Posted by: Adam Deane | 02/06/2012

BPM Quotes of the week

On BPM without hearing BPM – Craig Leppan

I sat next to a seasoned strategic IT executive at dinner, who revealed that at her latest engagement at a well known telco, she had disguised process mapping to the CEO as user training. Devious or Briliant?

On BPM and C Level – Nicholas Kitson

Firstly, 82% of our survey respondents say BPM should be a C-Level concern. In organizations where this is the case, processes tend to be mature. So there’s a clear link between CxO involvement with BPM and improved performance, both of processes and of the organization as a whole.

On Process Discovery – Neil Ward-Dutton

the value of process discovery workshops is only partly about process discovery! In actuality, when BPM projects work really well, it’s often because early on in these projects groups of front-line workers, technologists, managers and others sit down together to try and thrash out what exactly the ‘big picture’ of their work looks like. The tangible outcome is hopefully an agreed view of how work gets done, which bits are important and why; but the intangible outcome is that these people have all started to buy into the process of change, and are primed to act as ‘change champions’ as the project proceeds.

On BPM and ROI – Anatoly Belychook

We know that every business problem is related to certain business process. We have methodology to identify, analyze and optimize a business process, we have the right tool – BPM Suite, we know how to implement continuous improvement of business processes.

On BPMN and Validation – Bruce Silver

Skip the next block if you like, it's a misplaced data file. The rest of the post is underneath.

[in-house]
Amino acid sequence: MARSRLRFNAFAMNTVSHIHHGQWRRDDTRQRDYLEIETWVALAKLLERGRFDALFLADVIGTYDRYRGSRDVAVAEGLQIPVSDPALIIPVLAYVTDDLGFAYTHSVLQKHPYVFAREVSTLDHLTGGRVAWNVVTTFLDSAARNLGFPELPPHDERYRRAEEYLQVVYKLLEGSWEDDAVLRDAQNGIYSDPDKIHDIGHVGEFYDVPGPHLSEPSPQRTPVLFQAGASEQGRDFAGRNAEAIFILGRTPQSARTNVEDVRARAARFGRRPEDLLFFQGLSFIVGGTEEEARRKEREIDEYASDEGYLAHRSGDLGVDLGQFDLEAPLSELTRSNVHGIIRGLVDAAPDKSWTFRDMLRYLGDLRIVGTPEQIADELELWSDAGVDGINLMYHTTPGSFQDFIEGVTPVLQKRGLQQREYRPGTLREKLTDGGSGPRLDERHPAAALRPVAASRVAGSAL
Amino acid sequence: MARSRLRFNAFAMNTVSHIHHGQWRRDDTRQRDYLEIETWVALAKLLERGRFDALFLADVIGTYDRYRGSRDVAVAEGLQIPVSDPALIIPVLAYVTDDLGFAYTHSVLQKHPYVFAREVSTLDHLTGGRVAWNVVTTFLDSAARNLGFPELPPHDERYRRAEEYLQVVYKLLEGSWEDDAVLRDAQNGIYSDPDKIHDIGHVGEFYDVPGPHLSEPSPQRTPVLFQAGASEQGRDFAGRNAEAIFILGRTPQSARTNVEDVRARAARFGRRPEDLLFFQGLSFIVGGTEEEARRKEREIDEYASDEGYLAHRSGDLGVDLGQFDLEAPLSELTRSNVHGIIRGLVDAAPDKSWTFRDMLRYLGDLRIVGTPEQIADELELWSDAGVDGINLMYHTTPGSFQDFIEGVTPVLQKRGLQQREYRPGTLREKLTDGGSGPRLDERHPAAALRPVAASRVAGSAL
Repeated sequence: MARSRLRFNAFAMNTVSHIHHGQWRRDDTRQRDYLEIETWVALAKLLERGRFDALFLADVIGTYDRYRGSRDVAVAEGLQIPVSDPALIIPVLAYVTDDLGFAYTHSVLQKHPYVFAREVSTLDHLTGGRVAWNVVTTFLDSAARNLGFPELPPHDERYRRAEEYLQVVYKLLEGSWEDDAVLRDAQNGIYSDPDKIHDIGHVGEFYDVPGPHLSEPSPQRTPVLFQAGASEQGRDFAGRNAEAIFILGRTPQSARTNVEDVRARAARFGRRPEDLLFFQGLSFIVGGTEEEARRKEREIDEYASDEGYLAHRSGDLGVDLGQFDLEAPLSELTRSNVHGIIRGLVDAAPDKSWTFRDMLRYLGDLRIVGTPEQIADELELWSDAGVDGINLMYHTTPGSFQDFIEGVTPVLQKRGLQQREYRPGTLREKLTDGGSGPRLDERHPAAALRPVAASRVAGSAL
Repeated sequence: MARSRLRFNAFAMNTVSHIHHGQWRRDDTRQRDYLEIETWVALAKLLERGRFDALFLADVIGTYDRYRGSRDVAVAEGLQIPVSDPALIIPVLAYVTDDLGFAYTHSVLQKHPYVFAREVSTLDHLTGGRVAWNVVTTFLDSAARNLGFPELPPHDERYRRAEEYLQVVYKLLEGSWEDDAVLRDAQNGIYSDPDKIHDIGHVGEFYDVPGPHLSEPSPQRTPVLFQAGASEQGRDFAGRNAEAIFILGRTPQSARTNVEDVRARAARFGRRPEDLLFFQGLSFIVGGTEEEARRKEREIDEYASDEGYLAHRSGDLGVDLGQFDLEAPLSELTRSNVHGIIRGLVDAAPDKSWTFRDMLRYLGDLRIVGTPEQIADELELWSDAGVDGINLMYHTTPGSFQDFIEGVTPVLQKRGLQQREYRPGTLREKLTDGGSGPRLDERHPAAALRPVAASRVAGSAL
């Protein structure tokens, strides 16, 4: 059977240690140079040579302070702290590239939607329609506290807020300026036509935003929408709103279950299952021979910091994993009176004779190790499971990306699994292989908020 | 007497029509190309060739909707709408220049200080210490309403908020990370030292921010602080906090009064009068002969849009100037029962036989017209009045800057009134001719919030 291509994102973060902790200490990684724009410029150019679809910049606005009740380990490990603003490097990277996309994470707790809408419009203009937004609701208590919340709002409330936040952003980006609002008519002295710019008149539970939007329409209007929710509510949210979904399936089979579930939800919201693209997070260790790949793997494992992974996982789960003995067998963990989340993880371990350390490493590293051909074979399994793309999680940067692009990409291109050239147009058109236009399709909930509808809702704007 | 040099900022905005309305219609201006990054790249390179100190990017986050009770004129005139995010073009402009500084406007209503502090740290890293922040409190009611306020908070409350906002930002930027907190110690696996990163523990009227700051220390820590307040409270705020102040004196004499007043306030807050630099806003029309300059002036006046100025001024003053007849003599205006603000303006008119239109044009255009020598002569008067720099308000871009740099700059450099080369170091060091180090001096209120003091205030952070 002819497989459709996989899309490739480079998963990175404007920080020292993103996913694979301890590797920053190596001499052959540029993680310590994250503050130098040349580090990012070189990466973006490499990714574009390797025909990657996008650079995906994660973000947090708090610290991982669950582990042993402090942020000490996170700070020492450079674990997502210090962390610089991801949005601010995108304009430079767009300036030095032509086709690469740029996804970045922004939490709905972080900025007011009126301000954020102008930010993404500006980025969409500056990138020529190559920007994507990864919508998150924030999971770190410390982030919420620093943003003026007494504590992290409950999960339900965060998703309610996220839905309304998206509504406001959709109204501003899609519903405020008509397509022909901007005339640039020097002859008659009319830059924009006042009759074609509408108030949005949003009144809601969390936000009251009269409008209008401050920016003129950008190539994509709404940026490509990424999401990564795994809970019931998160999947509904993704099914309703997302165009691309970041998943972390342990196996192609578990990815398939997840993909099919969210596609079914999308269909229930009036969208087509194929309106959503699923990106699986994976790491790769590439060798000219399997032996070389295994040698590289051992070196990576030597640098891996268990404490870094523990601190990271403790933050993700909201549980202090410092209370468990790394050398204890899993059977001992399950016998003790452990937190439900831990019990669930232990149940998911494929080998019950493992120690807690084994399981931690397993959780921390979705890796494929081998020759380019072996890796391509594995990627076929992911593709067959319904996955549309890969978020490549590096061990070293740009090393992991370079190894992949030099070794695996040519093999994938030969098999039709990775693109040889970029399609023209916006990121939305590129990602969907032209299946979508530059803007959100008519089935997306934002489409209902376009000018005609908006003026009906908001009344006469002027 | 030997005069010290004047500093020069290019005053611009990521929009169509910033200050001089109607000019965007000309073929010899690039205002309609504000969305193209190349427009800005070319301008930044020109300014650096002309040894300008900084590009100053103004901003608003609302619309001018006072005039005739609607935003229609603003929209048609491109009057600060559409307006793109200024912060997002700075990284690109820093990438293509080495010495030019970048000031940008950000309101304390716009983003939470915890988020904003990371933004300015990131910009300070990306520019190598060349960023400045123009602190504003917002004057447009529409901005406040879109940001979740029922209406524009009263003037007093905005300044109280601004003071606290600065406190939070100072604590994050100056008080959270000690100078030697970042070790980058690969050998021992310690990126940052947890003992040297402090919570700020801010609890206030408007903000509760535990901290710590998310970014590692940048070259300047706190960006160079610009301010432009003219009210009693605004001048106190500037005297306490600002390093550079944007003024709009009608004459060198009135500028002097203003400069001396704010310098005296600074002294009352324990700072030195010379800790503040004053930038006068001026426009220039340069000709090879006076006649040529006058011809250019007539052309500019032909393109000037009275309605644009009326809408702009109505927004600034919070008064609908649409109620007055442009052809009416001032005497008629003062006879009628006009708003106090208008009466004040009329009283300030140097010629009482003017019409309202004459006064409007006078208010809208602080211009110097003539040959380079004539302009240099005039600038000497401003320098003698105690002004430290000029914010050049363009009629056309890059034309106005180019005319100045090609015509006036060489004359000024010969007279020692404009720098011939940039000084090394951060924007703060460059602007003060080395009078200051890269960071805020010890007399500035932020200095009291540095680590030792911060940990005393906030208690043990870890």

I fantasize about the day when process model validation can be 99% automated – BPMN spec errors and all Method and Style errors, including those requiring dynamic analysis and grammar rules, are not only identified but (if the user accepts) automatically corrected in the tool.

On Social BPM – Keith Swenson

I really think the key provision of Social BPM is to allow people to leverage their personal, self managed network connections in assigning tasks in a process. Network connections are like “roles” but goes one better because everyone can manage their own network connections, and this makes the BPM more powerful.

On BPM and Internal Champions – Scott Cleveland

BPM projects begin with the internal Champion. The Champion engages the stakeholders and locks in management support. The Champion sets up manageable goals, addresses blind spots and has a plan for analytics. The Champion makes sure that the solution incorporates the key values and principles of the company–those that differentiate it from its competitors.


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